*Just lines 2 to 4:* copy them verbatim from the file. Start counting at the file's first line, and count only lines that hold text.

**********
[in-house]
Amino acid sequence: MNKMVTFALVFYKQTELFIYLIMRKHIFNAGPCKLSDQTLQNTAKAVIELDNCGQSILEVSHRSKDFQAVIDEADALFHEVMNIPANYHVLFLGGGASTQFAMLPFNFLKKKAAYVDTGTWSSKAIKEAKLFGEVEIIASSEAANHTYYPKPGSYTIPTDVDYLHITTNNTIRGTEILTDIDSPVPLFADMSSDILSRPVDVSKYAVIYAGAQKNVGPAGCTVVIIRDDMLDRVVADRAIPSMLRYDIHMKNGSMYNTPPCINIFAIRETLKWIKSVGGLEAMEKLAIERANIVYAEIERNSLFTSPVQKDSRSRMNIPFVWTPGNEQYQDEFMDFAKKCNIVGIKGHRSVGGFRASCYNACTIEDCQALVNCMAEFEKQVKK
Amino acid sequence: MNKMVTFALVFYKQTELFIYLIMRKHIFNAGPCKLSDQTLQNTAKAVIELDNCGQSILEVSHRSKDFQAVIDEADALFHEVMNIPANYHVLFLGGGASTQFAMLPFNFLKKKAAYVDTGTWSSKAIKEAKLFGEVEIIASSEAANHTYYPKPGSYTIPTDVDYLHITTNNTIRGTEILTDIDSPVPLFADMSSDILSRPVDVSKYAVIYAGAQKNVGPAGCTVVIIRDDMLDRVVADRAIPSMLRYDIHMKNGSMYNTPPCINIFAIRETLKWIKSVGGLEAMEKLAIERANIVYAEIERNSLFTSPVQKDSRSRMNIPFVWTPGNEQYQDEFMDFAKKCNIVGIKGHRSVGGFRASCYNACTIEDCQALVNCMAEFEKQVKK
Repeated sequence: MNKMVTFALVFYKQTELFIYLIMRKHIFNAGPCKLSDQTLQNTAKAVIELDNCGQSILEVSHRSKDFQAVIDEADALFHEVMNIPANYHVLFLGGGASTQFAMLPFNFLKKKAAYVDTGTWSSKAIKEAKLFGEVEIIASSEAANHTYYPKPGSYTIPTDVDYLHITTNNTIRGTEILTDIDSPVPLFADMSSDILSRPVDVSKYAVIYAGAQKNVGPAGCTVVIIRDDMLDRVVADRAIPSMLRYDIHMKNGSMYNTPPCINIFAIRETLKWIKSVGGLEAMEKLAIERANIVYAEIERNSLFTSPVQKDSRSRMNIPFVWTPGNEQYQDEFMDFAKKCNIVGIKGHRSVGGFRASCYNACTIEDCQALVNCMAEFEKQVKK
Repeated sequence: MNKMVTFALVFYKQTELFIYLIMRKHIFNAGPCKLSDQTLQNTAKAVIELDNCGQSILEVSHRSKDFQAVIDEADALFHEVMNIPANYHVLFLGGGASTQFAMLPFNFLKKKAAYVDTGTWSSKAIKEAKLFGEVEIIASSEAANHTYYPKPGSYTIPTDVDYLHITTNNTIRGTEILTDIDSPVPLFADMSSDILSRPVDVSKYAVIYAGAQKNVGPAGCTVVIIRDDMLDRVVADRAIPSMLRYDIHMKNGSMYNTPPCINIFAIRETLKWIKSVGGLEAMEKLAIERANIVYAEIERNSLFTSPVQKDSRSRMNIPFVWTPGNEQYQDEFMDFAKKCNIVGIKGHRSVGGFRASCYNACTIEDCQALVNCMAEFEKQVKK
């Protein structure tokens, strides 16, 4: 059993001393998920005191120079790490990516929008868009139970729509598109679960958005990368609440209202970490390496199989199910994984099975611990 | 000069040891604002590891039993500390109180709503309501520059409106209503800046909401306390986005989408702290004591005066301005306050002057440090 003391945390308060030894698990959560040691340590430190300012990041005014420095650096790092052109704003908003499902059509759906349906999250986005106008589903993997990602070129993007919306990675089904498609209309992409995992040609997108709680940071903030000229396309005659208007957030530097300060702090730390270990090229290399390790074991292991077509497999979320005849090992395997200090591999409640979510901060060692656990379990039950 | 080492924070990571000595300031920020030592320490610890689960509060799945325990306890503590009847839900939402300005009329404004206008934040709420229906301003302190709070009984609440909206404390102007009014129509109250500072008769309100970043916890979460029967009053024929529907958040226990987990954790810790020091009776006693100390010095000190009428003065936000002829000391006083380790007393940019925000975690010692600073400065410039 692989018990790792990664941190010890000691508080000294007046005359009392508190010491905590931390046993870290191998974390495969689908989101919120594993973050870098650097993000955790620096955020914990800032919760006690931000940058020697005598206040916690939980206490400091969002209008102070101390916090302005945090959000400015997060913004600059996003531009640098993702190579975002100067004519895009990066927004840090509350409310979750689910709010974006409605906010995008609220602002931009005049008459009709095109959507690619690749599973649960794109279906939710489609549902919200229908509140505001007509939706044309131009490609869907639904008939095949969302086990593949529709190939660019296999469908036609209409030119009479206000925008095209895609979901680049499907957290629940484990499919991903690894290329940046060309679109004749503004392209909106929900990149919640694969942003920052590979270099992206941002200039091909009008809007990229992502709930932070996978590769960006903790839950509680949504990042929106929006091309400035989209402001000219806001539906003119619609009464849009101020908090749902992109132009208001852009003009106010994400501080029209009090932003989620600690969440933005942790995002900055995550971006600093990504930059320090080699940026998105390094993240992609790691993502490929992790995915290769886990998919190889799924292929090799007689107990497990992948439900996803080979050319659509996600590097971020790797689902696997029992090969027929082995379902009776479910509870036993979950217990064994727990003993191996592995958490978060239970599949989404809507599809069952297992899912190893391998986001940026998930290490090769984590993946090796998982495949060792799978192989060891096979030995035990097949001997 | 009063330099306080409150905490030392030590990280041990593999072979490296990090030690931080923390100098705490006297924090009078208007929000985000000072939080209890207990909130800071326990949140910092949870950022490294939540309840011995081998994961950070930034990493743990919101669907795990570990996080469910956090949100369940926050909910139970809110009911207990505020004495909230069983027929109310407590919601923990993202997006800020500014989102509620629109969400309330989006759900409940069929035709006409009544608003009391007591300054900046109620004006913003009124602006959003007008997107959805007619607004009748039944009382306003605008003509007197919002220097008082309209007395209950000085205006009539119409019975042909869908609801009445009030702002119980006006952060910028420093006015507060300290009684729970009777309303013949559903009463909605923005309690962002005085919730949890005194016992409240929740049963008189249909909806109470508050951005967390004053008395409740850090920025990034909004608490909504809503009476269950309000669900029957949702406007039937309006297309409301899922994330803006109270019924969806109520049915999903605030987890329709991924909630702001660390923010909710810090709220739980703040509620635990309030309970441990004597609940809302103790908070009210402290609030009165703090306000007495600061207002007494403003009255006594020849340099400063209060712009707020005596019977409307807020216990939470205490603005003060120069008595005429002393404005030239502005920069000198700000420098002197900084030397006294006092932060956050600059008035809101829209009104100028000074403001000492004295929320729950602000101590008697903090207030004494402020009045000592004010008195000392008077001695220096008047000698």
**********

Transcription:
Amino acid sequence: MNKMVTFALVFYKQTELFIYLIMRKHIFNAGPCKLSDQTLQNTAKAVIELDNCGQSILEVSHRSKDFQAVIDEADALFHEVMNIPANYHVLFLGGGASTQFAMLPFNFLKKKAAYVDTGTWSSKAIKEAKLFGEVEIIASSEAANHTYYPKPGSYTIPTDVDYLHITTNNTIRGTEILTDIDSPVPLFADMSSDILSRPVDVSKYAVIYAGAQKNVGPAGCTVVIIRDDMLDRVVADRAIPSMLRYDIHMKNGSMYNTPPCINIFAIRETLKWIKSVGGLEAMEKLAIERANIVYAEIERNSLFTSPVQKDSRSRMNIPFVWTPGNEQYQDEFMDFAKKCNIVGIKGHRSVGGFRASCYNACTIEDCQALVNCMAEFEKQVKK
Amino acid sequence: MNKMVTFALVFYKQTELFIYLIMRKHIFNAGPCKLSDQTLQNTAKAVIELDNCGQSILEVSHRSKDFQAVIDEADALFHEVMNIPANYHVLFLGGGASTQFAMLPFNFLKKKAAYVDTGTWSSKAIKEAKLFGEVEIIASSEAANHTYYPKPGSYTIPTDVDYLHITTNNTIRGTEILTDIDSPVPLFADMSSDILSRPVDVSKYAVIYAGAQKNVGPAGCTVVIIRDDMLDRVVADRAIPSMLRYDIHMKNGSMYNTPPCINIFAIRETLKWIKSVGGLEAMEKLAIERANIVYAEIERNSLFTSPVQKDSRSRMNIPFVWTPGNEQYQDEFMDFAKKCNIVGIKGHRSVGGFRASCYNACTIEDCQALVNCMAEFEKQVKK
Repeated sequence: MNKMVTFALVFYKQTELFIYLIMRKHIFNAGPCKLSDQTLQNTAKAVIELDNCGQSILEVSHRSKDFQAVIDEADALFHEVMNIPANYHVLFLGGGASTQFAMLPFNFLKKKAAYVDTGTWSSKAIKEAKLFGEVEIIASSEAANHTYYPKPGSYTIPTDVDYLHITTNNTIRGTEILTDIDSPVPLFADMSSDILSRPVDVSKYAVIYAGAQKNVGPAGCTVVIIRDDMLDRVVADRAIPSMLRYDIHMKNGSMYNTPPCINIFAIRETLKWIKSVGGLEAMEKLAIERANIVYAEIERNSLFTSPVQKDSRSRMNIPFVWTPGNEQYQDEFMDFAKKCNIVGIKGHRSVGGFRASCYNACTIEDCQALVNCMAEFEKQVKK